National Breast Cancer Awareness Month coverage: Do this, not that
What’s black and orange and pink all over?
If you guessed the month of October, you’re correct. While the craftiest of us stock up on spooky Halloween decorations and black and orange tulle, perhaps just as many are pulling out stashes of pink ribbons in support of National Breast Cancer Awareness Month.
Breast cancer-related stories are an obvious and popular topic for newsrooms to cover this upcoming month, but this October, we beg of you: don’t be lulled into telling the same stories you did last year and the year before.
In fact, if you’re thinking of writing any of these tried and true breast cancer awareness stories, we’ve got a few alternative ideas for you to consider.
1. INSTEAD OF THIS …
An event preview for the local Susan G. Komen Race for the Cure event.
Thanks to her hugely successful breast cancer awareness foundation, Susan G. Komen is a household name these days. The foundation has clearly done its part in raising awareness – but in what other ways does it spend donor money? If donors want their money to be used for specific purposes like research or helping survivors pay off steep medical bill debt, where should they direct their financial offerings?
Help out readers interested in donating by doing an exploratory piece on the breakdowns of how popular cancer organizations like Susan G. Komen for the Cure allocate donations – Charity Navigator is a great resource for this kind of reporting. Then, offer alternatives in the form of potentially lesser-known organizations where donations can have a big impact.
2. INSTEAD OF THIS …
A heartwarming feature of a local breast cancer survivor.
If you’re set on publishing a feature story this breast cancer awareness season, try writing from an angle you haven’t tackled before. For example:
- Breast cancer affects many different people in different ways; display that with a feature story that talks to several members of your coverage area’s breast cancer community. Write with the intention of dissuading any stereotypes or misunderstandings readers may have about the “typical” breast cancer experience.
- 10 years later: Follow up with a family that has lost a member due to breast cancer. How has it changed their lives? How do they preserve this person’s memory?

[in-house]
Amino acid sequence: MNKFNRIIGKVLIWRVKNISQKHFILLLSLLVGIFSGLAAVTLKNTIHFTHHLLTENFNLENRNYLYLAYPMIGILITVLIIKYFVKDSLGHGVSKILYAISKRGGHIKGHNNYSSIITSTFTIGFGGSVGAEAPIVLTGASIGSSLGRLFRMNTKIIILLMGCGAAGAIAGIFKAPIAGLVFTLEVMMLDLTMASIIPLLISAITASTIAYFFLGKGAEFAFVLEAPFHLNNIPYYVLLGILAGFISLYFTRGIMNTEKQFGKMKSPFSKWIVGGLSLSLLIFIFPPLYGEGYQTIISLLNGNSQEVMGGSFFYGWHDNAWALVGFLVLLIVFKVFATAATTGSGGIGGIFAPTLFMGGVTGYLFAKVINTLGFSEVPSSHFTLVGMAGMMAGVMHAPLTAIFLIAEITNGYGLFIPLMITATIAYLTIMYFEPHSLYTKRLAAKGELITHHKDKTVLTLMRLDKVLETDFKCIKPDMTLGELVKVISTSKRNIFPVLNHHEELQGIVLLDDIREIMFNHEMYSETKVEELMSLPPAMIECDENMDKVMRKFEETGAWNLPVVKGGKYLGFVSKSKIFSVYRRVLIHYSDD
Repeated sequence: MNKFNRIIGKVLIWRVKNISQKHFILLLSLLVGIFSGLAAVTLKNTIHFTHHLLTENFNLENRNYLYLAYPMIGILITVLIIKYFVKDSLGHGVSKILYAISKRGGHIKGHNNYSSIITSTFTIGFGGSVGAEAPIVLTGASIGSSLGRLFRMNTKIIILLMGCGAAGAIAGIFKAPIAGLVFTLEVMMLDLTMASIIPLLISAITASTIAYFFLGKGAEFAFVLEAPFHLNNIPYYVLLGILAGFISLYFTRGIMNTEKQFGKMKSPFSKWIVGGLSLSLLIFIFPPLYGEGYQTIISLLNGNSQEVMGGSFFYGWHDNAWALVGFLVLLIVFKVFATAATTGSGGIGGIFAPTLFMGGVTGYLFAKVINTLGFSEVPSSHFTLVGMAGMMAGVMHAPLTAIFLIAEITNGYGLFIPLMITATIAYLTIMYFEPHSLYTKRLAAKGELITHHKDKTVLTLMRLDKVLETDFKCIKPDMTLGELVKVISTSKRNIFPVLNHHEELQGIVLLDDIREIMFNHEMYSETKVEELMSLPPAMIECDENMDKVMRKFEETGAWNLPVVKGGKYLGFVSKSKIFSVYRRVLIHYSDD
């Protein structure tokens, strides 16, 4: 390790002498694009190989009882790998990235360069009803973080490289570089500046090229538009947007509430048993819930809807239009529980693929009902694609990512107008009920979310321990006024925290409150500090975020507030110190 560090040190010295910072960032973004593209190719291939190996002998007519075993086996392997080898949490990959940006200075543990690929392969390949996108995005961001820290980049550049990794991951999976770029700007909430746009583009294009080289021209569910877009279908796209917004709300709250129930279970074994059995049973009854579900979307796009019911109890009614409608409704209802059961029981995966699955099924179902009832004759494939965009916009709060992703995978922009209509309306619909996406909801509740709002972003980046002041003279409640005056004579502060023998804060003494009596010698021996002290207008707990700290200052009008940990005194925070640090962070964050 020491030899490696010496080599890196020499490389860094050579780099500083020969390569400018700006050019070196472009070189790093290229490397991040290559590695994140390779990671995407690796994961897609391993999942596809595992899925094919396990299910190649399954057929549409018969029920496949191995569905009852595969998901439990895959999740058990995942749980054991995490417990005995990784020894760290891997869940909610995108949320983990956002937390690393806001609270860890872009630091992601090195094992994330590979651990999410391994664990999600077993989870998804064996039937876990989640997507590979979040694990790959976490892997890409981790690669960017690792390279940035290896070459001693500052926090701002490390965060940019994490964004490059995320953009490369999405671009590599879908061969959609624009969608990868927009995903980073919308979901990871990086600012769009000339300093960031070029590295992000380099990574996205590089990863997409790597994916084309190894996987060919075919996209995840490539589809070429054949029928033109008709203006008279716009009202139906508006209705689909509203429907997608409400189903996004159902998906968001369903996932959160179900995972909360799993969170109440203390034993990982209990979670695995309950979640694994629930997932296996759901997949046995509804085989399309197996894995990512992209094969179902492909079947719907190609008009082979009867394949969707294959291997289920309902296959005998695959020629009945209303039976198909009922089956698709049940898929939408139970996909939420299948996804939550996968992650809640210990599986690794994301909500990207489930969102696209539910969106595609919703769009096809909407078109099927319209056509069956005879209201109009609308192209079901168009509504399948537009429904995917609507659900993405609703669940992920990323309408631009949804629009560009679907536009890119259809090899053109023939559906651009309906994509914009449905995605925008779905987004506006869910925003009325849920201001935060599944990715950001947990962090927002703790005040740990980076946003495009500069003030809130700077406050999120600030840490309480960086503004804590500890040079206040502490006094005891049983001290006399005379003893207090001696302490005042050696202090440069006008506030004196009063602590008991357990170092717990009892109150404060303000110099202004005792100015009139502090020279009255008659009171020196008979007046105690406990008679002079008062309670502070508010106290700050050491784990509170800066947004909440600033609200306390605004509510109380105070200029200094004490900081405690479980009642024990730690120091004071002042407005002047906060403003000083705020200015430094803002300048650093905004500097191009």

- “New lease on life:” What crazy awesome or inspirational feats have breast cancer survivors taken on in your community? How did their diagnosis and treatment change their lives – for both the better and the worse?
3. INSTEAD OF THIS …
An event recap feature story about a breast cancer fundraiser.
At the event, take short video clips of participants answering the question, Why is this cause something you’re passionate about?, or Who inspired you to participate in breast cancer awareness?
Get extra points with younger audiences by recording the interviews for a Snapchat story. You can still save those videos to your phone and piece them together for a longer video to put on your site.
4. INSTEAD OF THIS …
A short story about the importance of getting screened for breast cancer, with quotes from a local physician or OB/GYN.
Set up a Facebook Live interview with a local family physician or gynecologist who offers breast cancer screenings. Promote the event to your Facebook audience in advance so they know when to tune in, and let them know they’ll be able to ask questions during the broadcast to be answered in live time.
Get a few questions ready ahead of time, like: How do you do an at-home test? What can you expect from a screening? Why is it so important? Should men get screenings too?
- Use a free quiz tool like Second Street to create an interactive experience for readers to test their breast cancer knowledge. Here’s an example from Everyday Health.
- Look at data – starting with this Graphiq data visualization on breast cancer mortality by state. Talk to the experts in your area to find out why the mortality rate may be higher or lower than average in your state.
How will you be covering National Breast Cancer Awareness Month? Let us know in the comments or on Twitter @GHNewsroom.